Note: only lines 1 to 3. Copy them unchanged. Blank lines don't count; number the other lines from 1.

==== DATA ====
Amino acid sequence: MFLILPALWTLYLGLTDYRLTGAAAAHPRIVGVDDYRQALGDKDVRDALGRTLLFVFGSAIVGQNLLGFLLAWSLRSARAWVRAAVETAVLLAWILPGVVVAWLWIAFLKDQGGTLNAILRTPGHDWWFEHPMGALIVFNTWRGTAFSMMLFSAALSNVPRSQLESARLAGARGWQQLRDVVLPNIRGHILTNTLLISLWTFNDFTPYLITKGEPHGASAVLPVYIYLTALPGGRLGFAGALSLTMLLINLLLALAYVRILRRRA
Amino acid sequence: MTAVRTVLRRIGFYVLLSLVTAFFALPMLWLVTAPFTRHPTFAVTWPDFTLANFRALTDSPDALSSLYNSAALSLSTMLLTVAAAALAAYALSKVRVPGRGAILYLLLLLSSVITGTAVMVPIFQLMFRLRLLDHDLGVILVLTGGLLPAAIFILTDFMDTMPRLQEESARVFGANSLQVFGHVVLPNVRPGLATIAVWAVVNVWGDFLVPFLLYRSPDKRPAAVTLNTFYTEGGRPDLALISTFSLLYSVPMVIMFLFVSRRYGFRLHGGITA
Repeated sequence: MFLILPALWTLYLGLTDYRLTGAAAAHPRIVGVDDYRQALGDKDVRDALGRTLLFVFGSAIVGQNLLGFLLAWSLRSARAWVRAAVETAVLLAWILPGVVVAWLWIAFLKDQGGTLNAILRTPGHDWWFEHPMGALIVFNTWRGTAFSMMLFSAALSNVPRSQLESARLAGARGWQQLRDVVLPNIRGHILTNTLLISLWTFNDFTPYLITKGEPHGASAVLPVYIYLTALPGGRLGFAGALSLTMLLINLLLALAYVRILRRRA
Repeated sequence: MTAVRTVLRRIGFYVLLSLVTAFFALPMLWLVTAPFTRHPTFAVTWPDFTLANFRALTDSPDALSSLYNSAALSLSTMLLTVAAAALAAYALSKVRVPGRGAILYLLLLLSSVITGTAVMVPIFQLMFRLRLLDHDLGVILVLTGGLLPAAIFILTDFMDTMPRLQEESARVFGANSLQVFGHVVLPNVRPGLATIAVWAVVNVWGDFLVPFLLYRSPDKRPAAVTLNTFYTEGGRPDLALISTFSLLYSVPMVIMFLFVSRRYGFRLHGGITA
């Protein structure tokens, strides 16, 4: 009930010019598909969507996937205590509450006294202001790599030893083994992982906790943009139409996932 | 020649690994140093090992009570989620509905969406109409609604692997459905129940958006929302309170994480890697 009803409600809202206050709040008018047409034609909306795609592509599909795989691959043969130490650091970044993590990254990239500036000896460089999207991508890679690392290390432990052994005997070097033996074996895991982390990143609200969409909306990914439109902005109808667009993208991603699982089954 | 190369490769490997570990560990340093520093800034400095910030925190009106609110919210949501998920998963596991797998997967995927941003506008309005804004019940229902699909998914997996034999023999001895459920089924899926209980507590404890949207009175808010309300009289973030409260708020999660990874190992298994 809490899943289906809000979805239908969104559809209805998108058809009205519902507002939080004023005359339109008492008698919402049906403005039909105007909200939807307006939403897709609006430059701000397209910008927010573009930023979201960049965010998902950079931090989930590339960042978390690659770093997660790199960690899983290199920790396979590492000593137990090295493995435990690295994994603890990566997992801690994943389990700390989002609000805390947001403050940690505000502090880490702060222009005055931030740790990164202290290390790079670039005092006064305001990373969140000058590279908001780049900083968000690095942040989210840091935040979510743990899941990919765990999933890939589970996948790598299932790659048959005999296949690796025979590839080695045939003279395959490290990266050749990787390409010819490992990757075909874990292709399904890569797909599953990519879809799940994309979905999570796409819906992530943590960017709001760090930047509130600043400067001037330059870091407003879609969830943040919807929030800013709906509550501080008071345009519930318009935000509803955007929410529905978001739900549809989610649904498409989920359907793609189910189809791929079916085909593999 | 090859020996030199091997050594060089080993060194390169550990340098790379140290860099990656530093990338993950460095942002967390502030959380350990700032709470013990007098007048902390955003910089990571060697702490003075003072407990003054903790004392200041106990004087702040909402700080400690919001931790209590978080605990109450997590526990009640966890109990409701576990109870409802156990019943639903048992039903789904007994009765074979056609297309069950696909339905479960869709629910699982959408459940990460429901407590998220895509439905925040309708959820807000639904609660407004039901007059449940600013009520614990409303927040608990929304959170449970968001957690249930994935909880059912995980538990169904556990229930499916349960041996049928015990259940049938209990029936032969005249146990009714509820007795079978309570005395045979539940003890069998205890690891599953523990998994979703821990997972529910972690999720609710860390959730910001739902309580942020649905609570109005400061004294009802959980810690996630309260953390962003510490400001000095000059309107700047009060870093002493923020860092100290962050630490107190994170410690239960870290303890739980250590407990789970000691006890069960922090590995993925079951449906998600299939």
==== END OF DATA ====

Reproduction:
Amino acid sequence: MFLILPALWTLYLGLTDYRLTGAAAAHPRIVGVDDYRQALGDKDVRDALGRTLLFVFGSAIVGQNLLGFLLAWSLRSARAWVRAAVETAVLLAWILPGVVVAWLWIAFLKDQGGTLNAILRTPGHDWWFEHPMGALIVFNTWRGTAFSMMLFSAALSNVPRSQLESARLAGARGWQQLRDVVLPNIRGHILTNTLLISLWTFNDFTPYLITKGEPHGASAVLPVYIYLTALPGGRLGFAGALSLTMLLINLLLALAYVRILRRRA
Amino acid sequence: MTAVRTVLRRIGFYVLLSLVTAFFALPMLWLVTAPFTRHPTFAVTWPDFTLANFRALTDSPDALSSLYNSAALSLSTMLLTVAAAALAAYALSKVRVPGRGAILYLLLLLSSVITGTAVMVPIFQLMFRLRLLDHDLGVILVLTGGLLPAAIFILTDFMDTMPRLQEESARVFGANSLQVFGHVVLPNVRPGLATIAVWAVVNVWGDFLVPFLLYRSPDKRPAAVTLNTFYTEGGRPDLALISTFSLLYSVPMVIMFLFVSRRYGFRLHGGITA
Repeated sequence: MFLILPALWTLYLGLTDYRLTGAAAAHPRIVGVDDYRQALGDKDVRDALGRTLLFVFGSAIVGQNLLGFLLAWSLRSARAWVRAAVETAVLLAWILPGVVVAWLWIAFLKDQGGTLNAILRTPGHDWWFEHPMGALIVFNTWRGTAFSMMLFSAALSNVPRSQLESARLAGARGWQQLRDVVLPNIRGHILTNTLLISLWTFNDFTPYLITKGEPHGASAVLPVYIYLTALPGGRLGFAGALSLTMLLINLLLALAYVRILRRRA